36 See map, p. 48.

There have been several boundary controversies between Minnesota and Wisconsin, the last of which related to the line in the lower St. Louis river. This controversy, involving the right to tax some very valuable ore docks built out from the Minnesota side, was settled in favor of Minnesota.3 37 An explanation will be found elsewhere of the little area north of 49° north latitude in the Lake of the Woods which comes within the jurisdiction of Minnesota.38

The clause giving Minnesota concurrent jurisdiction on all boundary waters is a repetition of the provisions in the enabling acts of Wisconsin and other states.3 39 Minnesota has concurrent jurisdiction with Wisconsin on the Mississippi, the St. Croix, the St. Louis, and a portion of Lake Superior; with Michigan on the northerly portion of the line in Lake Superior up to the Pigeon river; with North Dakota on the Red River of the North and the Sioux Wood river; and with South Dakota on the Sioux Wood river, Lake Traverse, and Big Stone lake,—wherever these waters form common boundaries. The results of this concurrent jurisdiction are well illustrated in the case of a Minnesota corporation which constructed a boom across the St. Croix river on the interstate boundary of Wisconsin and Minnesota, under authority granted by Minnesota. Upon suit being brought against the corporation in a Wisconsin court, it was held that a private party may not question the jurisdiction of Minnesota in granting a domestic corporation the right to build a boom upon the Wisconsin side of the river. "No one will deny that the one state has as much jurisdiction over the commerce of the river as the other, nor that the jurisdiction of each and both must be and remain subordinate to any action of Congress under the commerce clause of our national constitution." This view was upheld by the federal supreme court in a similar case. "If neither the state of Wisconsin nor the United States complained of this as an obstruction of the navigation of the Mississippi, it does not lie in the mouth of the plaintiff to complain." Even the criminal jurisdiction is concurrent, and thus a crime committed upon an interstate bridge is within the jurisdiction of Minnesota, although the offense was committed beyond the channel and upon the Wisconsin side of the river.1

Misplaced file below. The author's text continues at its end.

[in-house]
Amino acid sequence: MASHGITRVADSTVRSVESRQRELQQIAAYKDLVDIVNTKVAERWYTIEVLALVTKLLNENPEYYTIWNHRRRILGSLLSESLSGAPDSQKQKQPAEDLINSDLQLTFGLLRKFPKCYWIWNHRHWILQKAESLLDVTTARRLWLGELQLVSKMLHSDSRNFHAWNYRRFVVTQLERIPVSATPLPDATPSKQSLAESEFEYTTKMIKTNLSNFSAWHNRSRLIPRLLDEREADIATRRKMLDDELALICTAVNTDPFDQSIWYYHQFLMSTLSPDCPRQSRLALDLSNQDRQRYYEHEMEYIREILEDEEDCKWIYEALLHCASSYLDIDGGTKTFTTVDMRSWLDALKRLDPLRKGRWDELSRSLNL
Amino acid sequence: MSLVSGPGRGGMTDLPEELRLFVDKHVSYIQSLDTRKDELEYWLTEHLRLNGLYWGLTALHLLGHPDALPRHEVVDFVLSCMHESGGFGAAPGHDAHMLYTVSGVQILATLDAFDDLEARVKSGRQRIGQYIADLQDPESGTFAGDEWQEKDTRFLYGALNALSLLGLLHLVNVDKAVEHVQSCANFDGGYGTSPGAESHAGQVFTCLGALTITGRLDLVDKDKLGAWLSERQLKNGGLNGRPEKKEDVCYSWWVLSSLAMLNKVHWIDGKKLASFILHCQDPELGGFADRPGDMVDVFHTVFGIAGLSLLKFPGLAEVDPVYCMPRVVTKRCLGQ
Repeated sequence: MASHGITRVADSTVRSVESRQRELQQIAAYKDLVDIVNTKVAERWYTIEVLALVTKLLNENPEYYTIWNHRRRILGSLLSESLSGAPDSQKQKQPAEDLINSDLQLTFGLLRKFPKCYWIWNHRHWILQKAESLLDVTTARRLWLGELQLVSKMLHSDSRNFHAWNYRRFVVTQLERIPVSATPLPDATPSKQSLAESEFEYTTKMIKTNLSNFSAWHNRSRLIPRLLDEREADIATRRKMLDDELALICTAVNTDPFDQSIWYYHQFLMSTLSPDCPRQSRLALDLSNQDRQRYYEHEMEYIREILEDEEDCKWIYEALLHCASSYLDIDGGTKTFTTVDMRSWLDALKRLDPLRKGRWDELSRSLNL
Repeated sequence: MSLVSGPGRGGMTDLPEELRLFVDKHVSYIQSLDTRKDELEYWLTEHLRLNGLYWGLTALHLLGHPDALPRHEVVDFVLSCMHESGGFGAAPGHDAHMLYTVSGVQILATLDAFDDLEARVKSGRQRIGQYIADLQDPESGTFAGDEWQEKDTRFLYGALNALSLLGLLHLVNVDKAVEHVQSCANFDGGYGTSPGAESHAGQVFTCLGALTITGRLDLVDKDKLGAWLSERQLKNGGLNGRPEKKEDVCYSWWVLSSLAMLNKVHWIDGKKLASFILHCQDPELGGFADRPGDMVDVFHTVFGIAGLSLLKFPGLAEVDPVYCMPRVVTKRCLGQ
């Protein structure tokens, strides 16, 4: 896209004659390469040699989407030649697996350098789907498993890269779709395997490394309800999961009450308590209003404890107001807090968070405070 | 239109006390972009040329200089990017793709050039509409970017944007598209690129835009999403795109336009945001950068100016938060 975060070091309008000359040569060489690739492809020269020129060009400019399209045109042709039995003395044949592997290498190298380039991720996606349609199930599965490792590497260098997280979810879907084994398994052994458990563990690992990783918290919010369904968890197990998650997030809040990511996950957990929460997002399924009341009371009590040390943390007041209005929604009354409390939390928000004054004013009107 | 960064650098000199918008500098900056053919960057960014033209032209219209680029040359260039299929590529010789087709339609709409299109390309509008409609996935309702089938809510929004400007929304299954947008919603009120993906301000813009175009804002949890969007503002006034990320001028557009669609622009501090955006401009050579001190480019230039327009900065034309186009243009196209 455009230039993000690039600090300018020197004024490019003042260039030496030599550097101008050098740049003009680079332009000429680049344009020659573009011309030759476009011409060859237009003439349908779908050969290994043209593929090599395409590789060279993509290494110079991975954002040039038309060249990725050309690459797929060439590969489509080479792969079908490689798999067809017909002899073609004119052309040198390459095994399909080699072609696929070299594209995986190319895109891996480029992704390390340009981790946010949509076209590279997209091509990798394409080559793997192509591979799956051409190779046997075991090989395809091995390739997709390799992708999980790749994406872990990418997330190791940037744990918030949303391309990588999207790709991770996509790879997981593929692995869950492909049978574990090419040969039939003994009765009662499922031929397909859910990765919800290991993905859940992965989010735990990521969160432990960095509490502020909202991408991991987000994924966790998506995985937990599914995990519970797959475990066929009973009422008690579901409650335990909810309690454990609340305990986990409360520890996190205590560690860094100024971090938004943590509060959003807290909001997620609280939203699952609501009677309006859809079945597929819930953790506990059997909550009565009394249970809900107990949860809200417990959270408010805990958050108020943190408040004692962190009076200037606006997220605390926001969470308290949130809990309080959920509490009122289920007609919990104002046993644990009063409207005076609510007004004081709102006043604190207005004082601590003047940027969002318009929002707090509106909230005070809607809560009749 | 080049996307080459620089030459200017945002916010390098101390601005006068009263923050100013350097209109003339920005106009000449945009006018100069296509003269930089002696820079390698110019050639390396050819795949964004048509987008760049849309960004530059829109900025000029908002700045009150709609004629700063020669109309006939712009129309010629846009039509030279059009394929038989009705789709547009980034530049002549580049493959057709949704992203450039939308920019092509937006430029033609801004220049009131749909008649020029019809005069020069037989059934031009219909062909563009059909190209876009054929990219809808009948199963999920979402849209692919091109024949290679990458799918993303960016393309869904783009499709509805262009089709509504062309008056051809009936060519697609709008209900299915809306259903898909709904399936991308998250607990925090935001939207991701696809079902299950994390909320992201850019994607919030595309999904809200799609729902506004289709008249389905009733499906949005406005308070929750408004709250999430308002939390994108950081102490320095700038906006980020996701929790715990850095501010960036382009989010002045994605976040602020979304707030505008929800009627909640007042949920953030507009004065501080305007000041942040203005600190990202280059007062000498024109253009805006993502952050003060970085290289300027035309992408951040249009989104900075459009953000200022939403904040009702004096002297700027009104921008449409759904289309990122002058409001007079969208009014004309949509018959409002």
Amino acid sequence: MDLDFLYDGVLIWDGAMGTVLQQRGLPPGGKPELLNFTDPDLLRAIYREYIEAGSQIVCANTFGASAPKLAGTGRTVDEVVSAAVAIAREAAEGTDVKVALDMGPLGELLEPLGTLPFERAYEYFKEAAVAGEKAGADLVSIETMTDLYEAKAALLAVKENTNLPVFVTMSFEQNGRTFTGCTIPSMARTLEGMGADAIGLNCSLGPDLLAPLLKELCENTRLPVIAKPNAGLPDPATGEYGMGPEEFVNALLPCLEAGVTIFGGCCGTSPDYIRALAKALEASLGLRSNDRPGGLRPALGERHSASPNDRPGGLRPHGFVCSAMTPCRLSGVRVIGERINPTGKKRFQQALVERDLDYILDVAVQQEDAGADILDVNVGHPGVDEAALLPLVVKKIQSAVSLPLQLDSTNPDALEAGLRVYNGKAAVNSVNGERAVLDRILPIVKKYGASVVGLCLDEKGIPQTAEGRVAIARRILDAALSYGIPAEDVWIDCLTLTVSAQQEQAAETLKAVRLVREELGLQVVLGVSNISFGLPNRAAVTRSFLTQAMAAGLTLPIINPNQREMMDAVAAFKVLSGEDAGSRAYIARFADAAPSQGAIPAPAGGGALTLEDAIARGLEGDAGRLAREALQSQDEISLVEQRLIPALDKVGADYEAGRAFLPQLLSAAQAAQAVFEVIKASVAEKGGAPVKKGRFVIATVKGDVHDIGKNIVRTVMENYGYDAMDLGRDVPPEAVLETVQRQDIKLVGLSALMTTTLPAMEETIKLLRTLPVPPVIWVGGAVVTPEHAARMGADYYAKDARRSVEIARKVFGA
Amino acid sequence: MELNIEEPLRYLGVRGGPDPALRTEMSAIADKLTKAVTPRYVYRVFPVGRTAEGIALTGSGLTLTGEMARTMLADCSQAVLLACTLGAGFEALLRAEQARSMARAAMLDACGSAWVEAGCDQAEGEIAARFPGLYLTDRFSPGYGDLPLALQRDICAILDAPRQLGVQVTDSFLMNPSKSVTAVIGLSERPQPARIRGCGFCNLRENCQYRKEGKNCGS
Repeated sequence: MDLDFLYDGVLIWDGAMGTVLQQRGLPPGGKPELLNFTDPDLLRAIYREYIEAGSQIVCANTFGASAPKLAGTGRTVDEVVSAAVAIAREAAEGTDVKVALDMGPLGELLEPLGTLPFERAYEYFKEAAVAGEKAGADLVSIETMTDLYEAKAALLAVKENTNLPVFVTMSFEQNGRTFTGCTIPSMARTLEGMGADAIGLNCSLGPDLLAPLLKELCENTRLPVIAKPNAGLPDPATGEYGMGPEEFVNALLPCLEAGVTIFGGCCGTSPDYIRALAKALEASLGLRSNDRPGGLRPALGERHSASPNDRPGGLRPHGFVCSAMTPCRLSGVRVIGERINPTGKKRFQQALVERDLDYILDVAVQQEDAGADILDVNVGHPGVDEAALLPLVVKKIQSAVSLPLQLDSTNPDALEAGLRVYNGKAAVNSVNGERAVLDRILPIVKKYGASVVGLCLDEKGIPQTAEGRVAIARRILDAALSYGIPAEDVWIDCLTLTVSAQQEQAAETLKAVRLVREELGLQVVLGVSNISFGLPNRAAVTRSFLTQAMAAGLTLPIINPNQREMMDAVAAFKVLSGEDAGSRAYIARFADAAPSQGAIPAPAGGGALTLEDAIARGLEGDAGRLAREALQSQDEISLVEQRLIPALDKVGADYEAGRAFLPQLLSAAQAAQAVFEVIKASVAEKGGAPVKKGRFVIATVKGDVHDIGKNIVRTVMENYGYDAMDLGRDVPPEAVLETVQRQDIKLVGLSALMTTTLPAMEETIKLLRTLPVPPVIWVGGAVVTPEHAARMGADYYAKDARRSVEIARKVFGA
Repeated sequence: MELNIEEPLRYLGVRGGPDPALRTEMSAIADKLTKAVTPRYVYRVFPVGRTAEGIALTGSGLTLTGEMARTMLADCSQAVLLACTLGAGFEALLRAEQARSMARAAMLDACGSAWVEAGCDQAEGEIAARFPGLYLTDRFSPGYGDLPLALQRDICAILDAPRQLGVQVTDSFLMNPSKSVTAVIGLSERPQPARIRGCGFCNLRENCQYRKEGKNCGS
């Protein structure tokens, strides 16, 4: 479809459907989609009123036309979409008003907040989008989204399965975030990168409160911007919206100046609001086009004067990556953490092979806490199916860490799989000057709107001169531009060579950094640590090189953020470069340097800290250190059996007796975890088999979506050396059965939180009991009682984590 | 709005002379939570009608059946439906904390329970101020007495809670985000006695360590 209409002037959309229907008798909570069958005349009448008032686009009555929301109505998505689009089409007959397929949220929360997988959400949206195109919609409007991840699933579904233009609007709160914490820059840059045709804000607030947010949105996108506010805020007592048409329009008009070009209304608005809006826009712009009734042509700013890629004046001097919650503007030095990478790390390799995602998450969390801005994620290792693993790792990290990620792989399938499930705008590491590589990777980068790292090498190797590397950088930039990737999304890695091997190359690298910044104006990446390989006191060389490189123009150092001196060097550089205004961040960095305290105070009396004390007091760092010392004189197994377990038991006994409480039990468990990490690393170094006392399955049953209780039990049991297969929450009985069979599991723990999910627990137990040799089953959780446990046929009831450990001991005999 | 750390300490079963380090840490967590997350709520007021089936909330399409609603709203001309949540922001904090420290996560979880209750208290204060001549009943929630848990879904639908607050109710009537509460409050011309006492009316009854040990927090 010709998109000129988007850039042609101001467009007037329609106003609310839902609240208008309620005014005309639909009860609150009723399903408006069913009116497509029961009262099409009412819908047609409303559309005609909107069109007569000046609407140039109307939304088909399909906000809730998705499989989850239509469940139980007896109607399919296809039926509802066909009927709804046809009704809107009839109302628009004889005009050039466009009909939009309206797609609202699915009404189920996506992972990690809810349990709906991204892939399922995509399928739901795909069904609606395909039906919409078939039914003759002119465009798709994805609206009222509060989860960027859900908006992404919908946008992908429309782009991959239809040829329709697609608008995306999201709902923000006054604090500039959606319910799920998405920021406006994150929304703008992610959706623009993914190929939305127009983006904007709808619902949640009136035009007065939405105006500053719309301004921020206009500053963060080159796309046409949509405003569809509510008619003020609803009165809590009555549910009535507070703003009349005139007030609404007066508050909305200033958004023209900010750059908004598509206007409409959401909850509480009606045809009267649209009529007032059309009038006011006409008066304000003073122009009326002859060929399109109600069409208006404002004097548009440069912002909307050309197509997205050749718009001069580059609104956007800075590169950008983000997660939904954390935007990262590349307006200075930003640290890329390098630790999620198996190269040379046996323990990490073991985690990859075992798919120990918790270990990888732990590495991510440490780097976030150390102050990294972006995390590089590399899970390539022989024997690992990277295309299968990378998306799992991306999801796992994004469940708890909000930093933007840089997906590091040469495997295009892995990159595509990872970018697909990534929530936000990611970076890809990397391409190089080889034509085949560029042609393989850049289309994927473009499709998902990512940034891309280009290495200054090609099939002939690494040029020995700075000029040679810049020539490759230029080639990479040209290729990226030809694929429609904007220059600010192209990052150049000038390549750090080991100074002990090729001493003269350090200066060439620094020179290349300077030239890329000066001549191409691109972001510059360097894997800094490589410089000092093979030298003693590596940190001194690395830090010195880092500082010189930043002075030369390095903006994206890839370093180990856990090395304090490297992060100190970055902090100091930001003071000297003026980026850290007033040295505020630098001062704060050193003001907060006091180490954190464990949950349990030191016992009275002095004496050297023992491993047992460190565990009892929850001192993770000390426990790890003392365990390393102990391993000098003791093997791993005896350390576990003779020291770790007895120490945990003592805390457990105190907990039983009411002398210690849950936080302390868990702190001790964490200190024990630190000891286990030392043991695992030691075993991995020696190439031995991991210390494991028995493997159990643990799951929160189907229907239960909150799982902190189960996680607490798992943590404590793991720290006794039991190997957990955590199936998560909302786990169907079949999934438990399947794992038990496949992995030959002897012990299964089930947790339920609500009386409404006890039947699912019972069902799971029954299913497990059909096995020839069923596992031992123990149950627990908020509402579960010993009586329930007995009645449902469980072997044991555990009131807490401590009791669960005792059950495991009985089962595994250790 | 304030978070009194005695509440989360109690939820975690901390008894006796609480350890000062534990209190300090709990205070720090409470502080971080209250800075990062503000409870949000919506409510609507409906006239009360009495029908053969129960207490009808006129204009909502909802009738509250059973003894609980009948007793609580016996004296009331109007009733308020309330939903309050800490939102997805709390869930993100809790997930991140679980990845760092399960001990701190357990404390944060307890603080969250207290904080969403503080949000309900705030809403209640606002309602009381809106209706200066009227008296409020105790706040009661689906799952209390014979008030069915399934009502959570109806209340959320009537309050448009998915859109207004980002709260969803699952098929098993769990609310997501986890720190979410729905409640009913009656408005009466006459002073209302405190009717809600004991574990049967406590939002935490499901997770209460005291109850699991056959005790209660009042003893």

9940

42

37 Hoshour, Boundary Controversies between States Bordering on a Navigable River, in Minn. Law Rev., 4:463-82. 28 See pp. 6, 8. The "most northwestern point" of the Lake of the Woods lying north of 49° no. lat., it was necessary in carrying out the convention of 1818 to draw a line due south from that point until it intersected the forty-ninth parallel.

30 Stat. at Large, 9:56; Thorpe, Const., 7:4071-74.

40 Keator Lumber Co. v. St. Croix Boom Corporation, 72 Wis. 62, 88; 38 N. W. 529; 7 Am. St. Rep. 837, (1888).

41 Lindsay & Phelps Co. v. Mullen, 176 U. S. 126, 131; 44 L. Ed. 400; 20 Sup. Ct. Rep. 325. (1900).

42 State v. George, 60 Minn. 503; 63 N. W. 100, (1895). See also the statutes on game and fish, Sess. Laws 1919, ch. 400, part 10.